Ask Before You Lead – How to be a Servant Leader

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Recent articles and posts on Servant Leadership are intriguing to the point of where we now acknowledge as the future for leadership. Servant leadership is not a new concept, the phrase “servant leadership” was coined by Robert K. Greenleaf in The Servant as Leader, an essay that he first published in 1970. In that essay, Greenleaf said “The servant-leader is servant first. It begins with the natural feeling that one wants to serve, to serve first.” Wise words that are being adopted more and more as organisations look at positioning project leadership. The conscious choice brings one to aspire to lead. The idea of servant leadership is to serve those and allow them to lead. Doing this more and more is focused on serving those that we lead rather than manage those that we lead?

That is all good and makes sense to build on the philosophy of leadership but should also be conscious on understanding the needs of those that we serve? Our experience of servant leadership has shown that we are great at demonstrating leadership values but maybe we don’t always appreciate or understand the style of leadership to be adopted. This has led us to the philosophy of ‘Ask Before You Lead’.

Given this view of leadership, it does not mean it needs to be a power-play of where the leader is now the point of authority, but rather about understanding needs and desires. Here are 5 very uncomplicated way of asking about leadership and the way the team / people should be served:

  1. Ask the reason for being here? It can be so easy to start planning a project simply because you feel like you have to and miss the very simple question as to why you are here. As the project involves other people and cultures beyond just yourself, it’s so important to identify what you actually hope happens. Once you have a shared purpose and goal, you can start heading in that direction.
  2. Who and how will you benefit? With servant leadership, we can focus on personal growth and development. It’s only natural you would take these things into account. As you go and serve, do everything you can to keep the people you are serving at the center. But by keeping these people at the center, be sure they understand how they can benefit and also who will be benefiting. There is nothing worse that proclaiming that ‘we are all winners’, such statements will be seen through immediately.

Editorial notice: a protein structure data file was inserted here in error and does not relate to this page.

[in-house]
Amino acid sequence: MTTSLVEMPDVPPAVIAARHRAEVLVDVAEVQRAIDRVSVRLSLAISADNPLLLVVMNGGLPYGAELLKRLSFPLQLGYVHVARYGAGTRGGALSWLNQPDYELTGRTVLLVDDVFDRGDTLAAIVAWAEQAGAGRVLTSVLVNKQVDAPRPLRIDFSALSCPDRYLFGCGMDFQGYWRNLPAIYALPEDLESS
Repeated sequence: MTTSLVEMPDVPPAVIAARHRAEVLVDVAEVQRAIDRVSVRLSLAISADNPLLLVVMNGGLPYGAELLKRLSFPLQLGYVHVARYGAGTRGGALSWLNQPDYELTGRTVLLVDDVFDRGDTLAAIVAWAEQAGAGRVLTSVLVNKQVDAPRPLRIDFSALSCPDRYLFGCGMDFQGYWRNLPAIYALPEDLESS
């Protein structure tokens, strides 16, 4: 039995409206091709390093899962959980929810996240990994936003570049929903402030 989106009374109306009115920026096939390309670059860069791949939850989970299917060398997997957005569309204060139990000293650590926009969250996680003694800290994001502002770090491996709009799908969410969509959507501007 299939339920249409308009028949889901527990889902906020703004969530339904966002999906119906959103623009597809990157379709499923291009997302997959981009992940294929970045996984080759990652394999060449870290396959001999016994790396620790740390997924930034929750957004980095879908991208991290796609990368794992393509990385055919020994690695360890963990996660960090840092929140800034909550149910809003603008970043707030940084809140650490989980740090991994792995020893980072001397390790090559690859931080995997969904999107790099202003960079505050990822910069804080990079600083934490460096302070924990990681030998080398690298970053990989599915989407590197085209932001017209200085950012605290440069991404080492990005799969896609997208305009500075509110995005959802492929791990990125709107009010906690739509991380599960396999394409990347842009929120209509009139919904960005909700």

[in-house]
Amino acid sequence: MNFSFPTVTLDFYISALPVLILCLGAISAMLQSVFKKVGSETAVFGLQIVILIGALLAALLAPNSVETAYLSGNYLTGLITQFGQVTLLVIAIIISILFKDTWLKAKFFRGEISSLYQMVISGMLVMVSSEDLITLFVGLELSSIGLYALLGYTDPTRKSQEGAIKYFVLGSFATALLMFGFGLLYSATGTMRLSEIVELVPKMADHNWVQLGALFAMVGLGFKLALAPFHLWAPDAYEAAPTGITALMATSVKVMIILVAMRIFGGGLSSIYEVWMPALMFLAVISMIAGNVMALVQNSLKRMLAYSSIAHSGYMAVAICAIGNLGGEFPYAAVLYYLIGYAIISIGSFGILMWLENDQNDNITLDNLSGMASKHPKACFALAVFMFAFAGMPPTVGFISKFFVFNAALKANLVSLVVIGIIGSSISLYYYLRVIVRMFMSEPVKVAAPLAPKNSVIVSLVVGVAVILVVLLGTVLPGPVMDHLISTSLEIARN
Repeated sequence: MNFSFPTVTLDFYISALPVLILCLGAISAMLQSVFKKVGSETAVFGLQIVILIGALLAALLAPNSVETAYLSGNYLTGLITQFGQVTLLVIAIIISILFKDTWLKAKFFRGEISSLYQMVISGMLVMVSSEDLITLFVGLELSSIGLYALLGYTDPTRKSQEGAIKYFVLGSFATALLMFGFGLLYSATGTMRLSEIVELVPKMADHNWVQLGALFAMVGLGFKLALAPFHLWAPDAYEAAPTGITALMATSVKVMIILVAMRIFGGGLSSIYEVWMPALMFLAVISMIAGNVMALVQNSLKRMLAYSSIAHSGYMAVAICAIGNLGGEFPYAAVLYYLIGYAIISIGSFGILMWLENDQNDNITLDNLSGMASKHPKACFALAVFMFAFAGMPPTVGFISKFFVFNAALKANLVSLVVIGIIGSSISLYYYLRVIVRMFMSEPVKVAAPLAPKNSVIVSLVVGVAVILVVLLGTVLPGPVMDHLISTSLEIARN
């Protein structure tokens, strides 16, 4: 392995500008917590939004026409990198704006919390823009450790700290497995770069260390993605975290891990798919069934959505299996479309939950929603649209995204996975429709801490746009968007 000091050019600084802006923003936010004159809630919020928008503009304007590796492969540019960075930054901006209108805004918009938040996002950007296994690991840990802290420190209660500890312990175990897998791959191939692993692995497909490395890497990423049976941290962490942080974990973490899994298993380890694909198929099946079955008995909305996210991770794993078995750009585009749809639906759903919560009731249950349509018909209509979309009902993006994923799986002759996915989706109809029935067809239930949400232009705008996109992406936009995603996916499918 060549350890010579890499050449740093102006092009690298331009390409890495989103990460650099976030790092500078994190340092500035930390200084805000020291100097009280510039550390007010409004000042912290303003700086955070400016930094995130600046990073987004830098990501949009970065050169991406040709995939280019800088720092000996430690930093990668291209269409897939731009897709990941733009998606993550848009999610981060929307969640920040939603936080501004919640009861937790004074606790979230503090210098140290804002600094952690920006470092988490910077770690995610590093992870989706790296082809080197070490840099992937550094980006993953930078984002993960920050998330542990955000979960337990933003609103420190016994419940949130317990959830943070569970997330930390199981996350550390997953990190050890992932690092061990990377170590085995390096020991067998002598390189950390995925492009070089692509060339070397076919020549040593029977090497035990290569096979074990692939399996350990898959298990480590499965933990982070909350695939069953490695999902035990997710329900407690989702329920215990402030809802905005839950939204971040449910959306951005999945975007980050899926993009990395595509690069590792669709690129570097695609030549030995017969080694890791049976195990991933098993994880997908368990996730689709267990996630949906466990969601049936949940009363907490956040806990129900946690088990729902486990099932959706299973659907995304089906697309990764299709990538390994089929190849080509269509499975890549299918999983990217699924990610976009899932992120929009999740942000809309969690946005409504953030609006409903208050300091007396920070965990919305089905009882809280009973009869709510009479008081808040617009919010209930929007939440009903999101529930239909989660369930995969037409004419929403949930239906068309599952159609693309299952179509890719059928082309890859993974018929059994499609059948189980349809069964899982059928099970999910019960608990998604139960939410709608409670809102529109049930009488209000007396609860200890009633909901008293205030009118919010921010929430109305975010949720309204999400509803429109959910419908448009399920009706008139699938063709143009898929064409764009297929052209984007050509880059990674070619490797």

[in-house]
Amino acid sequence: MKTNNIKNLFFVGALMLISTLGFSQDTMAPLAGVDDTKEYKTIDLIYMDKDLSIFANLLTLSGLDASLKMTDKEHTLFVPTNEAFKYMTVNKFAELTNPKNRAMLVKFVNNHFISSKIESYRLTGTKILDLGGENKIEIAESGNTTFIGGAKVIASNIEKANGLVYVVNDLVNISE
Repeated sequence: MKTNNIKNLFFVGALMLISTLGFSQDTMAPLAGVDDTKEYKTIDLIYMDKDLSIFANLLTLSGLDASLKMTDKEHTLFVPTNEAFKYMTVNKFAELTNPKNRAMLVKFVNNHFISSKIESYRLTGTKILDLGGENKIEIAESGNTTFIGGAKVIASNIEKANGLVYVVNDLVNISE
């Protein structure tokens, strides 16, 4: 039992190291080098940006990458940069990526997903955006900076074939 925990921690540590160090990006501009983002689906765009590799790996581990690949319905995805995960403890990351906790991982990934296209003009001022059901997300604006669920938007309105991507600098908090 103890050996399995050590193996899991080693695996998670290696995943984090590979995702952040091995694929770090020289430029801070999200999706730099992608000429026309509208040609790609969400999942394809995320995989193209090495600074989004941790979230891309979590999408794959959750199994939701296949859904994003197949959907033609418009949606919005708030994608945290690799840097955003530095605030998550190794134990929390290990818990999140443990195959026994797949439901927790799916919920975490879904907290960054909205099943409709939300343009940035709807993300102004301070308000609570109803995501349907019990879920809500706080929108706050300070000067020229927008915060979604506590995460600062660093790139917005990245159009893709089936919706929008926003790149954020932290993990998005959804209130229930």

3. How do we see ourselves? There’s a natural tendency when we set out to serve to believe the work we do is going to “save” the community, and without us, all hope would be lost. Unintentionally, we start to see ourselves as “heroes” because we have time and resources to give to people who need them. But this can be further from the truth; remove the halo effect and focus on how people see themselves and the project.
  4. How can we do it better? Being open to changing the way you serve will improve your project in different ways. Ask good questions. Make sure you take the project relationships seriously and they are at the center of your thought process.
  5. Why does any of this matter? Take the time to develop a philosophy on leadership by adopting core principles for your project which inform exactly why and how you serve. Show the potential of good leadership by focusing on the growth of those around you (and around them).

Servant leaders expect a lot from people because they believe in them. Servant leaders hold people accountable and they stretch them so the team member never has to look back and regret giving less than his or her best. To do this and achieve the goal for the project, servant leaders. Why you might ask; the vision of a servant leaders can be very different from the vision of what is a required from a servant leader.

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